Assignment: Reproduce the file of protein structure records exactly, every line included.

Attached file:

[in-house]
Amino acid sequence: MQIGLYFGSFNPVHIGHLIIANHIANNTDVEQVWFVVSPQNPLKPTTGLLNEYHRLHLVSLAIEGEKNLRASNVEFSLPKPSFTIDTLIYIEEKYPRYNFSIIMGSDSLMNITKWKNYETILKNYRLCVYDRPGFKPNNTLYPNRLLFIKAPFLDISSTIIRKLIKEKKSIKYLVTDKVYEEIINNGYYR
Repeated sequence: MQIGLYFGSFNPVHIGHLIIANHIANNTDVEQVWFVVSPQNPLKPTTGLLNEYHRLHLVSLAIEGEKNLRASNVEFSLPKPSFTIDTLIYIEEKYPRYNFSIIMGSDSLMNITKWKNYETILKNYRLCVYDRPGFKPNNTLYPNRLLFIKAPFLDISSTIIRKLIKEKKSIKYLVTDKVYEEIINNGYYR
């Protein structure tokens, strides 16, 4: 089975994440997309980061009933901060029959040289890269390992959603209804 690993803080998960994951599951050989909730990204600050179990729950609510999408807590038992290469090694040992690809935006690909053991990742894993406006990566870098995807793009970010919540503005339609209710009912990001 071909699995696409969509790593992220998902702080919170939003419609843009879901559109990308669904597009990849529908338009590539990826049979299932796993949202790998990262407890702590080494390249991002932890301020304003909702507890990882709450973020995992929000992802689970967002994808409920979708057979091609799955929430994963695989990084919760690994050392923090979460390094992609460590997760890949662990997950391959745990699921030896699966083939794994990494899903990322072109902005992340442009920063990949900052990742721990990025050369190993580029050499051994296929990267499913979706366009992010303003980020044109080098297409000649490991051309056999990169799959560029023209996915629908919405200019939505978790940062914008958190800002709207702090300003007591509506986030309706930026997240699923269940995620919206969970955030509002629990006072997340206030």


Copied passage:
[in-house]
Amino acid sequence: MQIGLYFGSFNPVHIGHLIIANHIANNTDVEQVWFVVSPQNPLKPTTGLLNEYHRLHLVSLAIEGEKNLRASNVEFSLPKPSFTIDTLIYIEEKYPRYNFSIIMGSDSLMNITKWKNYETILKNYRLCVYDRPGFKPNNTLYPNRLLFIKAPFLDISSTIIRKLIKEKKSIKYLVTDKVYEEIINNGYYR
Repeated sequence: MQIGLYFGSFNPVHIGHLIIANHIANNTDVEQVWFVVSPQNPLKPTTGLLNEYHRLHLVSLAIEGEKNLRASNVEFSLPKPSFTIDTLIYIEEKYPRYNFSIIMGSDSLMNITKWKNYETILKNYRLCVYDRPGFKPNNTLYPNRLLFIKAPFLDISSTIIRKLIKEKKSIKYLVTDKVYEEIINNGYYR
């Protein structure tokens, strides 16, 4: 089975994440997309980061009933901060029959040289890269390992959603209804 690993803080998960994951599951050989909730990204600050179990729950609510999408807590038992290469090694040992690809935006690909053991990742894993406006990566870098995807793009970010919540503005339609209710009912990001 071909699995696409969509790593992220998902702080919170939003419609843009879901559109990308669904597009990849529908338009590539990826049979299932796993949202790998990262407890702590080494390249991002932890301020304003909702507890990882709450973020995992929000992802689970967002994808409920979708057979091609799955929430994963695989990084919760690994050392923090979460390094992609460590997760890949662990997950391959745990699921030896699966083939794994990494899903990322072109902005992340442009920063990949900052990742721990990025050369190993580029050499051994296929990267499913979706366009992010303003980020044109080098297409000649490991051309056999990169799959560029023209996915629908919405200019939505978790940062914008958190800002709207702090300003007591509506986030309706930026997240699923269940995620919206969970955030509002629990006072997340206030």